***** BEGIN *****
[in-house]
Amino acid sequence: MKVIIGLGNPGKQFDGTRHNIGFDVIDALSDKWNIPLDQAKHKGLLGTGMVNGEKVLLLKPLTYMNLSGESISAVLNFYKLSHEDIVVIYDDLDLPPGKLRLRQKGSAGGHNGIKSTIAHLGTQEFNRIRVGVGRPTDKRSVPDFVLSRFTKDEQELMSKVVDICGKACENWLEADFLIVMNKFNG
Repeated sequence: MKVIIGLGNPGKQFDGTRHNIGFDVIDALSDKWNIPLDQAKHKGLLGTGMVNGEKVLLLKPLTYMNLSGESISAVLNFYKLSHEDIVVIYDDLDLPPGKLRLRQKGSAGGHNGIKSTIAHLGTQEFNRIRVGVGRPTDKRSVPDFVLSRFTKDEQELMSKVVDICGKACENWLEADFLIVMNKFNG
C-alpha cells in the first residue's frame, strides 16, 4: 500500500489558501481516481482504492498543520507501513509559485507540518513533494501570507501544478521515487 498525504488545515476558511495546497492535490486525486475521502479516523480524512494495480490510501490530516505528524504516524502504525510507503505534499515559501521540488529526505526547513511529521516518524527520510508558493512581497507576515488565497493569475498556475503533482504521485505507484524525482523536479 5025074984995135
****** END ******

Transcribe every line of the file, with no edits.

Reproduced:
[in-house]
Amino acid sequence: MKVIIGLGNPGKQFDGTRHNIGFDVIDALSDKWNIPLDQAKHKGLLGTGMVNGEKVLLLKPLTYMNLSGESISAVLNFYKLSHEDIVVIYDDLDLPPGKLRLRQKGSAGGHNGIKSTIAHLGTQEFNRIRVGVGRPTDKRSVPDFVLSRFTKDEQELMSKVVDICGKACENWLEADFLIVMNKFNG
Repeated sequence: MKVIIGLGNPGKQFDGTRHNIGFDVIDALSDKWNIPLDQAKHKGLLGTGMVNGEKVLLLKPLTYMNLSGESISAVLNFYKLSHEDIVVIYDDLDLPPGKLRLRQKGSAGGHNGIKSTIAHLGTQEFNRIRVGVGRPTDKRSVPDFVLSRFTKDEQELMSKVVDICGKACENWLEADFLIVMNKFNG
C-alpha cells in the first residue's frame, strides 16, 4: 500500500489558501481516481482504492498543520507501513509559485507540518513533494501570507501544478521515487 498525504488545515476558511495546497492535490486525486475521502479516523480524512494495480490510501490530516505528524504516524502504525510507503505534499515559501521540488529526505526547513511529521516518524527520510508558493512581497507576515488565497493569475498556475503533482504521485505507484524525482523536479 5025074984995135